As autumn is upon us, the annual avian fall migration is well under way for birds that use North American flyways to move from northern summering grounds to southern wintering areas. Geese fly overhead in V formations as they move south and colorful migrating warblers stop in local parks to rest up before continuing their journeys. This massive movement of birds brings with it an opportunity to learn about the biology and geography of migration, with a bit of mathematics thrown in for good measure. But before learning about these elements of migration, it is a good idea to discuss why birds undertake this expedition in the first place, and how they are able to accomplish the feat.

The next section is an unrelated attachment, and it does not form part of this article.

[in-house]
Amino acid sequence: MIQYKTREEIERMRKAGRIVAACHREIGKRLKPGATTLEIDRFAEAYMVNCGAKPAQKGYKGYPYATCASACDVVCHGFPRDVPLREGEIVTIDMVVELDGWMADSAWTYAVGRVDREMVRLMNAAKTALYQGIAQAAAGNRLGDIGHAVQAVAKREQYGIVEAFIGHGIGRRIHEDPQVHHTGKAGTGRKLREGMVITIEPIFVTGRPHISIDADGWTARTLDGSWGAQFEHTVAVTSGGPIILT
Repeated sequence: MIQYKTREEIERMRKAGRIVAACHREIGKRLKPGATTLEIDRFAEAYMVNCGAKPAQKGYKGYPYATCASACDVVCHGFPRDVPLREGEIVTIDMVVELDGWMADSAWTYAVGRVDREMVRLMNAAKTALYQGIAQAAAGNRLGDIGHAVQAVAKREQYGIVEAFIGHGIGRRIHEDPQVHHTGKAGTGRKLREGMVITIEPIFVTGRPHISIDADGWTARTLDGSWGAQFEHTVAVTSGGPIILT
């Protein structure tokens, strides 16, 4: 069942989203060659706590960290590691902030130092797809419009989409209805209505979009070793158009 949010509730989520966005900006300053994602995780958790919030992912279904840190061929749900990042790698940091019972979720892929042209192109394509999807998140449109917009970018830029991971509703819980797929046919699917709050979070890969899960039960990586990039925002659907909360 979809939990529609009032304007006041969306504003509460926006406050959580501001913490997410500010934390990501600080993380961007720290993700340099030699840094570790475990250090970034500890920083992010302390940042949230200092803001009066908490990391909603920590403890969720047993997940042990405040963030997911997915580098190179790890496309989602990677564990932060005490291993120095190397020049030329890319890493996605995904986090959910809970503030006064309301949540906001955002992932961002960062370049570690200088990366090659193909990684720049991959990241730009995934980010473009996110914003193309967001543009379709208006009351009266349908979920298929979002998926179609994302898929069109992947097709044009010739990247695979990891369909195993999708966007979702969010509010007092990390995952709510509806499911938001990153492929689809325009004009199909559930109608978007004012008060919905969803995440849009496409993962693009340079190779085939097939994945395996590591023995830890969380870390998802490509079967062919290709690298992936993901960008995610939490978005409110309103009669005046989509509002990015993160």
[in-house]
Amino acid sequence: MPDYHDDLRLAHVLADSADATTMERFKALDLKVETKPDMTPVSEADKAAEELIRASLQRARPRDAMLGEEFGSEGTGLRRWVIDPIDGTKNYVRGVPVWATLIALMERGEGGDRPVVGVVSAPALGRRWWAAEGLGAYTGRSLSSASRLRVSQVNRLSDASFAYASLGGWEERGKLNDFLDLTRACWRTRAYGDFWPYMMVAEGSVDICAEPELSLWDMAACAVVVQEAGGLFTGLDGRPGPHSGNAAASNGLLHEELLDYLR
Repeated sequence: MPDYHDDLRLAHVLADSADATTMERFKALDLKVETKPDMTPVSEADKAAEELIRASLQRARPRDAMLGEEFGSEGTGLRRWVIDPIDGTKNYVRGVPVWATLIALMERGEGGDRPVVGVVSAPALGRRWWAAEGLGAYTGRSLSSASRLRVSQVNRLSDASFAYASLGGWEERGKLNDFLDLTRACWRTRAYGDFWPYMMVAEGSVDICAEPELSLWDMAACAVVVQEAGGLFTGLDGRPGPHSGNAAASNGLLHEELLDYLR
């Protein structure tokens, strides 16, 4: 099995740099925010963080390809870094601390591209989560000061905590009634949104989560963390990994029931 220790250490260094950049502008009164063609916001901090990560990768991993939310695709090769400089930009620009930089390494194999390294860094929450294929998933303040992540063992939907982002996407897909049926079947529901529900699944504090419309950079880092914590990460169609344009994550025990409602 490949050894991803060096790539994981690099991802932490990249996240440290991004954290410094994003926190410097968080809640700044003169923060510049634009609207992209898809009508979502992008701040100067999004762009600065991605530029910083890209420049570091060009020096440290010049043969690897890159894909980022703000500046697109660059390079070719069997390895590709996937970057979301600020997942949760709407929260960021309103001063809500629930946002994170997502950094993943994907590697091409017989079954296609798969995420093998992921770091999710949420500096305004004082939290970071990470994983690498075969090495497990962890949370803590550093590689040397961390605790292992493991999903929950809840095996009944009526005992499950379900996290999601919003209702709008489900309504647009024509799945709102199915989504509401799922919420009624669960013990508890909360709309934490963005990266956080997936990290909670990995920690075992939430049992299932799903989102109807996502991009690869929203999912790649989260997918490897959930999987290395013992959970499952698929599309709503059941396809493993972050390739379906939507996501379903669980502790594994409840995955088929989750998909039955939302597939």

Most birds and other animals migrate for one or more of three basic reasons.